2023 ending with mind-boggling warmth in Canada’s frigid Arctic

Temperatures are nearly 30 degrees above seasonal in parts of the Arctic that should be in the midst of a deep freeze

Yellowknife celebrates the holidays in darkness.

Only about five hours of daylight shines in the sky to greet the 20,000 people who call the Northwest Territories’ capital home in the days after the winter solstice, plunging the community into 19 hours of darkness.

The lack of sunlight across the Arctic helps foster some of Earth’s coldest temperatures. Yellowknife’s seasonal daytime high on Boxing Day should hover around a frigid -18°C with a bone-chilling nighttime low of -26°C.

This year, however, the thermometer at the airport will climb to -2°C on Boxing Day, far above seasonal for the end of December and potentially smashing the daily record there by a few degrees. The day’s previous record high was -4.5°C back on Boxing Day 1991.

It’s not just Yellowknife experiencing this holiday torch. Communities across Canada’s Far North have witnessed a historically warm December so far, with average temperatures so warm that it’s affecting infrastructure and livelihoods across the region.

DON’T MISS: How the fastest-warming place on Earth copes with rapid glacial melt

Warmer-than-seasonal temperatures bathing the western half of Canada is nothing new during a winter dominated by strong El Niño conditions in the eastern Pacific Ocean.

Content continues below

Those unusually balmy ocean waters affect the jet streams over North America, building ridges that force above-seasonal temperatures as air warms up and dries out while it sinks toward the ground.

December 2023 Temp Anomaly

Our current El Niño is unlike any we’ve experienced in the past, though, and we can see its unique thumbprint in the vast expanse and depth of the above-average temperatures blanketing Canada so far this year.

Most of Canada’s population escaped a white Christmas this year, even though most major cities save for Vancouver have a better-than-even chance of snow on the ground for Santa’s visit.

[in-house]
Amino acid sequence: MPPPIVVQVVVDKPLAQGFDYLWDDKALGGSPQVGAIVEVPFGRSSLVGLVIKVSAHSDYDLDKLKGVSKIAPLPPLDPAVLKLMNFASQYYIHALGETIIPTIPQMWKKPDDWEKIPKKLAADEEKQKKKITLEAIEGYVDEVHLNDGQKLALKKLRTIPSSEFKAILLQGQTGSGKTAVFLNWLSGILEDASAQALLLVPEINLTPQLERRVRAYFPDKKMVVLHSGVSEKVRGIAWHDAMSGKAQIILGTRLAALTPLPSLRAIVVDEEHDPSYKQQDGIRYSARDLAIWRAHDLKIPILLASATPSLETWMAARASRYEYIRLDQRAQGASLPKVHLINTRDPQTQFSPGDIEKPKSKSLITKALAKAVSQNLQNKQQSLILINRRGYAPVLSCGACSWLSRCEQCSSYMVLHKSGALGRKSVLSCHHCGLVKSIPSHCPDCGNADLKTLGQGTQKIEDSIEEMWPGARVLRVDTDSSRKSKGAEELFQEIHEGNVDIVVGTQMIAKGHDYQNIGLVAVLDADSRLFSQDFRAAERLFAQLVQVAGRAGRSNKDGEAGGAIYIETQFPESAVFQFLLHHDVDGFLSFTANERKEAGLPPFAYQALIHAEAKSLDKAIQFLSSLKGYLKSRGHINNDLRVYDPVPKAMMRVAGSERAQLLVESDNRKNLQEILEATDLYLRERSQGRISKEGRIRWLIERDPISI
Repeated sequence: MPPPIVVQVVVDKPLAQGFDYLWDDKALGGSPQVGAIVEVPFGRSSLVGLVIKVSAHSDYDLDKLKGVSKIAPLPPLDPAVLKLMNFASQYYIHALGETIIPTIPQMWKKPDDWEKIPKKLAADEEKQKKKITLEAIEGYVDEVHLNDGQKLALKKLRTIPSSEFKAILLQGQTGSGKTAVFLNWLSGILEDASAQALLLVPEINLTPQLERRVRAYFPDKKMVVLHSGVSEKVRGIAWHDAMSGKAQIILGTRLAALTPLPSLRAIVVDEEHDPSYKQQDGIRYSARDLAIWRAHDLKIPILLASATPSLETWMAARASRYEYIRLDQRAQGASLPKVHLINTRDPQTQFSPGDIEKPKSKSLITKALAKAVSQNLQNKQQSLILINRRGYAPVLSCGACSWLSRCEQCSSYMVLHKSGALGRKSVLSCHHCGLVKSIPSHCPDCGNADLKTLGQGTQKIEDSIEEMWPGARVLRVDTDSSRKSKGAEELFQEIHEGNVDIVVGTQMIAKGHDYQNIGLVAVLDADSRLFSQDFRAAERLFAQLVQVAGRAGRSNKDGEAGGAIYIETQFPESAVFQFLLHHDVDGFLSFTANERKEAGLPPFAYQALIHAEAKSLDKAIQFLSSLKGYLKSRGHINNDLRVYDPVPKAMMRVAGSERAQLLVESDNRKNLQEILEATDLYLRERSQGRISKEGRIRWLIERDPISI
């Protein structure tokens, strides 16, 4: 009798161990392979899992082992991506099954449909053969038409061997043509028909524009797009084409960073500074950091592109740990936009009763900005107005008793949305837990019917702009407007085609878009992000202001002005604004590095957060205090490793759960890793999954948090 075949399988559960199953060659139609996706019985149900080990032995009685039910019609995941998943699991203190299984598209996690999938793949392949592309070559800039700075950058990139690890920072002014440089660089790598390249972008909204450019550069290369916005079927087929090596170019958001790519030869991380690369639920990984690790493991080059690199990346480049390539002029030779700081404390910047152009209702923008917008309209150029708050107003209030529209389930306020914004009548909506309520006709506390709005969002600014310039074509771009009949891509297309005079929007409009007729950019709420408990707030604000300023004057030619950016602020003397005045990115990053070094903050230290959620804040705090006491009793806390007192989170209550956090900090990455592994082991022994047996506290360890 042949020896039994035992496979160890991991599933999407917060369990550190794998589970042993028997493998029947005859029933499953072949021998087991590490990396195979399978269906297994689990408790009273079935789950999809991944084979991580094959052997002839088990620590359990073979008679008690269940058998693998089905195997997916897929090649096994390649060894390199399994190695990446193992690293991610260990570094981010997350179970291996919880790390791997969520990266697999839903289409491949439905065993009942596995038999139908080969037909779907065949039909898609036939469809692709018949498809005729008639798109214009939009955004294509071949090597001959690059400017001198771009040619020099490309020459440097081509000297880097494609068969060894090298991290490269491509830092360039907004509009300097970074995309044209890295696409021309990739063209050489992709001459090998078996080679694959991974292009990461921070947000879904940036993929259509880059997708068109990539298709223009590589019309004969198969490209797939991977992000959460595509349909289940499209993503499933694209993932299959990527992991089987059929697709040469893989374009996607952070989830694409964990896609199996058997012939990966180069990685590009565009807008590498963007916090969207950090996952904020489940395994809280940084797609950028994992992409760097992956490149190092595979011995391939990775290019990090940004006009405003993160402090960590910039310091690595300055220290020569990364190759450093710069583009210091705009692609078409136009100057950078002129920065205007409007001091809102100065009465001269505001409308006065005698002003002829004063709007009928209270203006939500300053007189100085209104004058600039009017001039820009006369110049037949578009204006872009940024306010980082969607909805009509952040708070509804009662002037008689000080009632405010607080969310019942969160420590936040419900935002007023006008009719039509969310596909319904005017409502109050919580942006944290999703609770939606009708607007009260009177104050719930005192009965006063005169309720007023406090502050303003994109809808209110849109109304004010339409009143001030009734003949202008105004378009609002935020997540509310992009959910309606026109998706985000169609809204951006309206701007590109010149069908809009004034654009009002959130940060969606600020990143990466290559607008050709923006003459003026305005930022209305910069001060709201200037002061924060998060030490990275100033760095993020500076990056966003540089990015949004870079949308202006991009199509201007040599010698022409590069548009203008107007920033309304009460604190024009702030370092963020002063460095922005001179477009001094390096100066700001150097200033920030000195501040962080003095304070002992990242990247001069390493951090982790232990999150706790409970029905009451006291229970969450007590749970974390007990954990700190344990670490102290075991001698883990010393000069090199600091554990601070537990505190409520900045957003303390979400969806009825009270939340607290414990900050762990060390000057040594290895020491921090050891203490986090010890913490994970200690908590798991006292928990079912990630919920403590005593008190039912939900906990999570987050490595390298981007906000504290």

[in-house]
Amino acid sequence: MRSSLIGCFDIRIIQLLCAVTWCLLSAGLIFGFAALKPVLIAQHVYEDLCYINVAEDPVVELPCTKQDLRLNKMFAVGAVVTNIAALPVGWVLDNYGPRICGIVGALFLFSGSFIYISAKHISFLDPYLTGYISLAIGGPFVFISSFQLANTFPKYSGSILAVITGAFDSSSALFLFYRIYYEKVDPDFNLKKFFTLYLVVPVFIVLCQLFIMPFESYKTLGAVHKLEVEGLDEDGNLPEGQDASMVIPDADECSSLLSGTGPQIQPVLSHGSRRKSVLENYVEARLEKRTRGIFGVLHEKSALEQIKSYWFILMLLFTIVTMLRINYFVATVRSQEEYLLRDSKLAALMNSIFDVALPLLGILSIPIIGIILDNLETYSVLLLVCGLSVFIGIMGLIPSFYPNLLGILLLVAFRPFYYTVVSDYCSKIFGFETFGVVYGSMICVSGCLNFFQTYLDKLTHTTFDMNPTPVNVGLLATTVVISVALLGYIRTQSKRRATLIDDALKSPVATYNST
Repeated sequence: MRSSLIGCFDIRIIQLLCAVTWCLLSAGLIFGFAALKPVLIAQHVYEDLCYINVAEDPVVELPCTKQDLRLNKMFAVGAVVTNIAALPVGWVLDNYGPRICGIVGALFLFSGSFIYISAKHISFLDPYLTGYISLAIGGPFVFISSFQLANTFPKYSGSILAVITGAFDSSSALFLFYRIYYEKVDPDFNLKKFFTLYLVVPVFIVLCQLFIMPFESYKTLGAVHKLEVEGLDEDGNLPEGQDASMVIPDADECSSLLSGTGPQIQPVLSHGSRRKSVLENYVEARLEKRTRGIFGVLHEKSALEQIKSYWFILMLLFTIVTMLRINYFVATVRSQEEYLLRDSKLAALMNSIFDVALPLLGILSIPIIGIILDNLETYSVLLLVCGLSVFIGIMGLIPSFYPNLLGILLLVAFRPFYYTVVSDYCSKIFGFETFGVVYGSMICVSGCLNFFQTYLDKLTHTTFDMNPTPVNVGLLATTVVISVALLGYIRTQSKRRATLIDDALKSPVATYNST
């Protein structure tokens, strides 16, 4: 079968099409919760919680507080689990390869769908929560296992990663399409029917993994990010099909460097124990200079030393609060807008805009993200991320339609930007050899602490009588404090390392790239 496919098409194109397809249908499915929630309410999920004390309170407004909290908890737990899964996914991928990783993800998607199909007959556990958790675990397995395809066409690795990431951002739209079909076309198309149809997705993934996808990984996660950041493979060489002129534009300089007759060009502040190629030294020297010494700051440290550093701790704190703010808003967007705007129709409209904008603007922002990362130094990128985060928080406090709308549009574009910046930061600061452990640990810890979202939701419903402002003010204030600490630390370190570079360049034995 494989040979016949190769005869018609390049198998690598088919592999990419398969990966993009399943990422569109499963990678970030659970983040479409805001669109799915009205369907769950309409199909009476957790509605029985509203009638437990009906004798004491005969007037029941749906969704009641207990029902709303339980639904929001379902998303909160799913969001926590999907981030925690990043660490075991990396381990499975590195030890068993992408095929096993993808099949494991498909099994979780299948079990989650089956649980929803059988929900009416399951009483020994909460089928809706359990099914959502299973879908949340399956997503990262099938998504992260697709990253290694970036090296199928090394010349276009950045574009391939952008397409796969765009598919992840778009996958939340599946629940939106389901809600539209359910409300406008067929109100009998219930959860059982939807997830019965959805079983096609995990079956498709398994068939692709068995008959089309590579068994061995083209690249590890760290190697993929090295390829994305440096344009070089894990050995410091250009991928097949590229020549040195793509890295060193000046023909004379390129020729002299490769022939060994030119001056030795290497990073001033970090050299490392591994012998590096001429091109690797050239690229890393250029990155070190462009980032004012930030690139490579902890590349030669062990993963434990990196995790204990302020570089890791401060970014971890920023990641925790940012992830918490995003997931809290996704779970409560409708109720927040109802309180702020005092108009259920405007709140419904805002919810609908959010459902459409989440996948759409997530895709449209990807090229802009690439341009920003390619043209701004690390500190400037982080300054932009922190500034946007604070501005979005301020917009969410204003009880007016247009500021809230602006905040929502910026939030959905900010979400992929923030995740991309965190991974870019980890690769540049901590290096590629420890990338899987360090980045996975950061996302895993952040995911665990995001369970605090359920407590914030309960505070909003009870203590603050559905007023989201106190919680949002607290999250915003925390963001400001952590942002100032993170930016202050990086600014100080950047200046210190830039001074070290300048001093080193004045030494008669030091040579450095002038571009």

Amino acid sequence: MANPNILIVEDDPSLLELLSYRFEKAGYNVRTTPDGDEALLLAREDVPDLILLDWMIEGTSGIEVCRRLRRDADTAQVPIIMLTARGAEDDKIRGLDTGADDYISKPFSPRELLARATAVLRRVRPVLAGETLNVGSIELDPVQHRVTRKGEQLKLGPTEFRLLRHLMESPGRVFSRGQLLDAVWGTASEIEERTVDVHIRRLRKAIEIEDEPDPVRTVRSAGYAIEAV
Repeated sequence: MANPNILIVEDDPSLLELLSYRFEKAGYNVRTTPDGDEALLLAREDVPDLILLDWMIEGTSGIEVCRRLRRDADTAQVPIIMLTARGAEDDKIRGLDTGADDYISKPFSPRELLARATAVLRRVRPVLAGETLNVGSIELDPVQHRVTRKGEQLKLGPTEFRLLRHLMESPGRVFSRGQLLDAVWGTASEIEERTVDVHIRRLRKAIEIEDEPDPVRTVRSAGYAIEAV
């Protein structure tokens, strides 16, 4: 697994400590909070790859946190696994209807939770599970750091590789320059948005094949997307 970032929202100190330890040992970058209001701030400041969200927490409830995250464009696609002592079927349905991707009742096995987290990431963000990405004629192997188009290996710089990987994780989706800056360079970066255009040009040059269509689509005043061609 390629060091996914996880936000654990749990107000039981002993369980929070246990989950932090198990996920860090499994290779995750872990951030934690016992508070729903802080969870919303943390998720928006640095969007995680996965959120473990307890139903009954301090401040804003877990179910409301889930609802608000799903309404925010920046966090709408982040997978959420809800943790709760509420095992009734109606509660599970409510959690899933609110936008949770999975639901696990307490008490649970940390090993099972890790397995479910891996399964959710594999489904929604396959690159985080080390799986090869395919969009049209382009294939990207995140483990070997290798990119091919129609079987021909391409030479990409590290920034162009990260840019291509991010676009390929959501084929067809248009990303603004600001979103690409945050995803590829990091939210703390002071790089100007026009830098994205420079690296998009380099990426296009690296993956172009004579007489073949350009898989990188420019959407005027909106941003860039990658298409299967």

Despite the winter starting off snowy in Montreal, abnormal warmth will push the city to set several lofty rainfall records by the turn of the month. Montreal is set to log its wettest December day, wettest winter day, wettest December, and wettest winter month on record.

But the most unsettling warmth is parked on the northern Prairies and across the territories.

December Churchill Manitoba Record

RELATED: Report marks Arctic's warmest summer, highlights change in Northern Canada

Churchill, Manitoba, is on track to record its warmest December on record. The community on Hudson Bay has seen an average temperature of -7.6°C through Christmas Day, readily trouncing the previous record of -9.1°C witnessed in December 1991.

Content continues below

For some perspective, Churchill’s daily average temperature for December comes in around -20.9°C.

The drumbeat of temperatures coming in above-seasonal is a hallmark of our changing climate. Even the concept of “seasonal” itself changes along with the climate. Meteorologists and climatologists use 30-year rolling averages to calculate normals for stations around the world.

Churchill’s daily average temperature for December is -20.9°C during the 30-year period between 1991 and 2020. The community’s monthly average during the previous set of normals—1981 to 2010—was a degree colder at -21.9°C, and colder still at -22.8°C during the period between 1971 to 2000.

WATCH: Hear glaciers pop and crack in the fastest-warming place on the planet